Here's the low light preset I was using on my XL2.I transfered it to the H1,and it doesn't cut it. The factory preset is better than this. I'm thinking that it's because on the XL2 (if I remember correctly-mine is sold and shipped)) the range is from -5 to +5, while on the H1 it's -9 to +9. And I basicaly copied the same numbers from the XL2 to the H1 (eg. master ped at -4 on the XL2 to -4 on the H1). Any thoughts on this problem?
Bruce S. Yarock
www.yarock.com

My previous low light preset (contrast needed in post).
Gamma = 1
Knee = 0
Black = 2
NR = 0
VDetail = 0
Color Matrix = 1
Color Gain = 2
Color Phase = 1
Red = 0
Green = -1
Blue = 1
SetupLevel = -4
Sharpness = 0
Coring = +2
MasterPed = -4

Howard Kalodner November 10th, 2006 07:59 AM

Console Control
 
Quote:

Originally Posted by Bill Doyle
Ash brings up a good point with regard to a computer-based solution for editing and saving presets. Does anybody know if Canon's Console will do this?

From the Canon web site:


"CONSOLE software lets you control gamma, master pedestal, color phase, custom presets and AE metering. The interface even includes a wave form and vector display for measuring and adjusting video and phase parameters. The software also allows you to control your XL H1's zoom, focus, white balance, shooting mode and frame rate, as well as its iris and shutter speed."

Brice LeCarre November 10th, 2006 10:33 PM

I need help Ash please
 
<<If anyone needs help with custom settings for specific situations, I would be happy to help. Once you understand how they all work together in different situations, it is pretty easy to tweak for any situation.>>

Here is the situation. I have been hired to shoot a training video for a group of professional next week during their annual convention in Portland, OR. I have limited time on the XL2 especially on the custom preset department. All I changed so far is Gamma and color matrix to cine.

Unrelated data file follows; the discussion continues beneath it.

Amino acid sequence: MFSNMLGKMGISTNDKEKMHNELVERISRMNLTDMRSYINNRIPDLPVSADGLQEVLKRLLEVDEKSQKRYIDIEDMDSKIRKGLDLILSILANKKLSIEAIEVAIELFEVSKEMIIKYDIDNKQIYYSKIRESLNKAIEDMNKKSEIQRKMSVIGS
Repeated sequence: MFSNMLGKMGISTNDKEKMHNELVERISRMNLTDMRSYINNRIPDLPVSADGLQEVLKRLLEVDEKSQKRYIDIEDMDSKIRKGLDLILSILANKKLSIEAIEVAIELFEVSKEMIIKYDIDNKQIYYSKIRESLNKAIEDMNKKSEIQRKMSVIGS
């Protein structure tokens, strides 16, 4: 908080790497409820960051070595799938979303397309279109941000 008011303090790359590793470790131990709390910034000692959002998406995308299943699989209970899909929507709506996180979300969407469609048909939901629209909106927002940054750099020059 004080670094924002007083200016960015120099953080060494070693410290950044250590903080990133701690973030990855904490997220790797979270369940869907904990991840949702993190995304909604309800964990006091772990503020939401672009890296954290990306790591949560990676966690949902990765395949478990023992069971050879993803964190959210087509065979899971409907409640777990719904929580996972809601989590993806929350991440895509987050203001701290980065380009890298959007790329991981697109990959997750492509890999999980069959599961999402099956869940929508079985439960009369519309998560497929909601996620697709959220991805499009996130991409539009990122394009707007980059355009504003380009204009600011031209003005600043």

I'll be shooting in a hotel with ambient light for the most part and with a light kit during formal interviews.
In a nutshell, I don't know where to start with the custom presets. I am afraid that I might make things worse. I don't want to screw up the shoot (i'll be the editor as well) because there might be more work if I make the grade.
My gear includes a sturdy tripod with fluid head. My background is in still photography so I really like beautiful images however, I do not know really what a beautiful video picture should look like and what are the capabilities of the XL2.

Any pointers would be helpful

Brice

Michael Padilla November 10th, 2006 10:43 PM

Quote:

Originally Posted by Brice LeCarre
I do not know really what a beautiful video picture should look like and what are the capabilities of the XL2.

There is software available for the xl2 presets that work well!
I do weddings so I used the wedding preset.. go figure..
here is some "beautiful" footage IMHO (however incredibly downresed for the web) that show off some xl2 capabilities:
http://visualmasterpiece.com/quickti...rospective.mov

I will second this though Ash
<<If anyone needs help with custom settings for specific situations, I would be happy to help. Once you understand how they all work together in different situations, it is pretty easy to tweak for any situation.>>
As the presets from the xl2 to the A1 don't relate.. and the menu is more confusing and elaborate than before.. and I'm filming tomorrow for the first time with the A1! I'm bringing the xl2's just incase though.. :)

Brice LeCarre November 10th, 2006 10:56 PM

Quote:

Originally Posted by Michael Padilla
There is software available for the xl2 presets that work well!
I do weddings so I used the wedding preset.. go figure..
here is some "beautiful" footage IMHO (however incredibly downresed for the web) that show off some xl2 capabilities:
http://visualmasterpiece.com/quickti...rospective.mov


Michael.
Beautiful footage great pace great music creative shots in good taste and beautiful picture. Did you do any color correction in post or is it "native" XL2?
Thank you for sharing.
Brice

Michael Padilla November 11th, 2006 12:53 AM

no color correction in that video just the xl2 presets